San Diego gets a Comic-Con deadline – The San Diego Union-Tribune
Either way, San Diego will survive. But no local politician, let alone Mayor Kevin Faulconer, wants to lose both the Chargers and Comic-Con.
This is really all the political context we need to ponder the business implications of a cryptic letter sent to the City Council this month from Fifth Avenue Landing, a company that can either assist or complicate the city’s moribund plan to expand the convention center.
If nothing else, the letter offers a window into the cozy relationships that have long governed how the Port of San Diego, a government agency, conducted its business. And it offers a contrast to recent changes in the port’s behavior that could benefit the public.
The proprietors of Fifth Avenue Landing are Ray Carpenter and Art Engel, prominent businessmen and influential port tenants for at least four decades. On Dec. 14 they delivered the letter to Councilman David Alvarez, with copies to every other councilmember.
It informed the council of “an informal agreement we have reached with the mayor,” as follows: The two are giving the city until March 1 to revive an option to acquire — for $13.8 million — their leasehold on about six acres that stands between the convention center and San Diego Bay.
After March 1, the company will pursue a big development, a “400-room or more hotel” on the site, as required by their lease with the port.
Whether this is a gracious offer or a shakedown depends on your point of view.
“I see the letter as a red flag,” said Alvarez. “This is a horrible, horrible deal for the city.”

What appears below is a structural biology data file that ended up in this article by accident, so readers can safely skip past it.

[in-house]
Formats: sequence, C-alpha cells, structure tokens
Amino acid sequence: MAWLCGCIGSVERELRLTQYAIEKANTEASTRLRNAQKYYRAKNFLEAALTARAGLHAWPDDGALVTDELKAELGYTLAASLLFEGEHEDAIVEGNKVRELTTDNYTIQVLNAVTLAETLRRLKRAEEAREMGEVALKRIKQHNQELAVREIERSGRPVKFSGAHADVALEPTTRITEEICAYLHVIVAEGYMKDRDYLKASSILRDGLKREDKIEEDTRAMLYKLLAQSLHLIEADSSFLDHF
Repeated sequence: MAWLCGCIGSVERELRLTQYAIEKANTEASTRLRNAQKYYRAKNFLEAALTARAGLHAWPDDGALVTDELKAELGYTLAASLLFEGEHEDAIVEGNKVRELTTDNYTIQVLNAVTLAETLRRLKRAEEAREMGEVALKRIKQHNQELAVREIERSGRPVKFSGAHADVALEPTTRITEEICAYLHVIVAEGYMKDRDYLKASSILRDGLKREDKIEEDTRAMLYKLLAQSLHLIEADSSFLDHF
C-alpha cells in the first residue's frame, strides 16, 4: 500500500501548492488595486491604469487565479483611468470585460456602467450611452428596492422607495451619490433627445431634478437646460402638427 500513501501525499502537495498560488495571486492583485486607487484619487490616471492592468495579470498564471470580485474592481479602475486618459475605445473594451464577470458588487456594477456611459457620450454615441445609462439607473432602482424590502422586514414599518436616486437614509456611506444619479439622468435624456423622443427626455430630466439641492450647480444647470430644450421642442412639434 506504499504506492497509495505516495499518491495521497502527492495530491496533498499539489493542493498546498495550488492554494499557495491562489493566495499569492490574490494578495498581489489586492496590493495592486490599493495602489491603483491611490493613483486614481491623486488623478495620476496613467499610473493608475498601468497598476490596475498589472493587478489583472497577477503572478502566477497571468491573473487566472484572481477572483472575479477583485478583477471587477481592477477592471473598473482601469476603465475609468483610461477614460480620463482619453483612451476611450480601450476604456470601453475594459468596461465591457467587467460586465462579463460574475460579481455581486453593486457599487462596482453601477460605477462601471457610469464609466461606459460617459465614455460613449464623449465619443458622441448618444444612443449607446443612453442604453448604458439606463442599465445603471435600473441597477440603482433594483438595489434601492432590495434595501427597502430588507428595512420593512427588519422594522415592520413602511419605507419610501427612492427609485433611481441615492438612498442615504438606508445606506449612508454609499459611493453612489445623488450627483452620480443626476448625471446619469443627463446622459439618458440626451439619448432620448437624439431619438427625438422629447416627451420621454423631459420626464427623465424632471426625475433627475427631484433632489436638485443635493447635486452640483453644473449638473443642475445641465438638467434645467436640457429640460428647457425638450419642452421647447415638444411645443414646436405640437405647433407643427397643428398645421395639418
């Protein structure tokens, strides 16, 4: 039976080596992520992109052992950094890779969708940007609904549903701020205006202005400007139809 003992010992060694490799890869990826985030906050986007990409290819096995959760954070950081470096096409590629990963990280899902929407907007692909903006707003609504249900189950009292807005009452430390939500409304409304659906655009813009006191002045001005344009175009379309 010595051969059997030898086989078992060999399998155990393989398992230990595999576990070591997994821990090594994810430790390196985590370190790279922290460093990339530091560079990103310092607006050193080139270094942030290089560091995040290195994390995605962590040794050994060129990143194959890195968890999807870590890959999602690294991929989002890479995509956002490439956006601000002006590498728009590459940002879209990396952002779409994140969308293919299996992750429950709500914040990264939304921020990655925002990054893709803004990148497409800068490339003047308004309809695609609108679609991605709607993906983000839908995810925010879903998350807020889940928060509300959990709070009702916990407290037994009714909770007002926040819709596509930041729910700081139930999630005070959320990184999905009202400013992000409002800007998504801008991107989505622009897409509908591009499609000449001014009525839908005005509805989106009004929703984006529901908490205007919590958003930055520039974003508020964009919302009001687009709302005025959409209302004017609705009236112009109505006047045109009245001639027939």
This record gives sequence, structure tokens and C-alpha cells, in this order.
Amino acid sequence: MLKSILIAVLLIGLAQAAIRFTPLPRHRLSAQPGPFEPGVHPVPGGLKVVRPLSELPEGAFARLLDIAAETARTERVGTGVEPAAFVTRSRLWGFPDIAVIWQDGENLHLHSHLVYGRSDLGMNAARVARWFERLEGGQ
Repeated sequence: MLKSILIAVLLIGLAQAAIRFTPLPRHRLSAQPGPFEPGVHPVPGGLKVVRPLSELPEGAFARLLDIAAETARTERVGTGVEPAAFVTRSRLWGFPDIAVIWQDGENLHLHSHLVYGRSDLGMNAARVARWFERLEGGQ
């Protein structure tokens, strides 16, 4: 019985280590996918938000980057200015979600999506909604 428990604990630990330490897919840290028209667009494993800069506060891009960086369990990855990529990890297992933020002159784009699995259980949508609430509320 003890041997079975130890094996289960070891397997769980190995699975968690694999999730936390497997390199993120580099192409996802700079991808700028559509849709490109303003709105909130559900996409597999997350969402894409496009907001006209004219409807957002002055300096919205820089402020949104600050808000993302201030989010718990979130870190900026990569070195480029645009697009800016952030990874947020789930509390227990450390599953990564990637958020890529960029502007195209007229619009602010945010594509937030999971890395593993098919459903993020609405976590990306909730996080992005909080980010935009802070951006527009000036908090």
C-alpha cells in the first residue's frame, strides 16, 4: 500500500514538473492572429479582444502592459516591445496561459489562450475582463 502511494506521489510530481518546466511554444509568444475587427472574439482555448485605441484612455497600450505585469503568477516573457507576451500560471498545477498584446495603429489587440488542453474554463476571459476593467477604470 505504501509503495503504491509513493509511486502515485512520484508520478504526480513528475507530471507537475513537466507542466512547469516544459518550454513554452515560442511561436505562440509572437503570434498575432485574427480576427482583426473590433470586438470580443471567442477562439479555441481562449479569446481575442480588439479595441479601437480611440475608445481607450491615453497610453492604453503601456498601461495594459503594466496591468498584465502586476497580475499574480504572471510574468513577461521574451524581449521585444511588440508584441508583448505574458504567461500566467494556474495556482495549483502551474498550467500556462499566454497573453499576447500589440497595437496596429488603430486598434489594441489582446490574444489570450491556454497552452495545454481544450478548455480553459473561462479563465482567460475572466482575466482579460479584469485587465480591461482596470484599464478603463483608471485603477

The councilman is not a real estate appraiser. Yet he notes that the company has merely eight years left on its 40-year lease.
Besides, this particular hotel development seems like a long shot. Permits would involve an update to the port’s master plan, a stop at the nettlesome Coastal Commission, and inevitable lawsuits. Although the port would extend its lease by 66 years for a successful project, just getting the chance could easily burn through eight years, not to mention millions of dollars.
Site once considered key
Less than a year ago, many city officials considered this land — sans hotel — vital to expansion of the convention center, which in turn was judged essential to keeping Comic-Con and other major shows from bolting for larger venues in other cities. That’s why the public agency that runs the convention center had paid the company $4 million since 2008 for the option to spend $13.8 million more to take over the leasehold.
But the initial payments were made before Cory Briggs, a public interest lawyer, convinced a court last year that San Diego’s hotel tax hike was illegal, wiping out funding for the expansion. By May, the convention center defaulted on its lease option.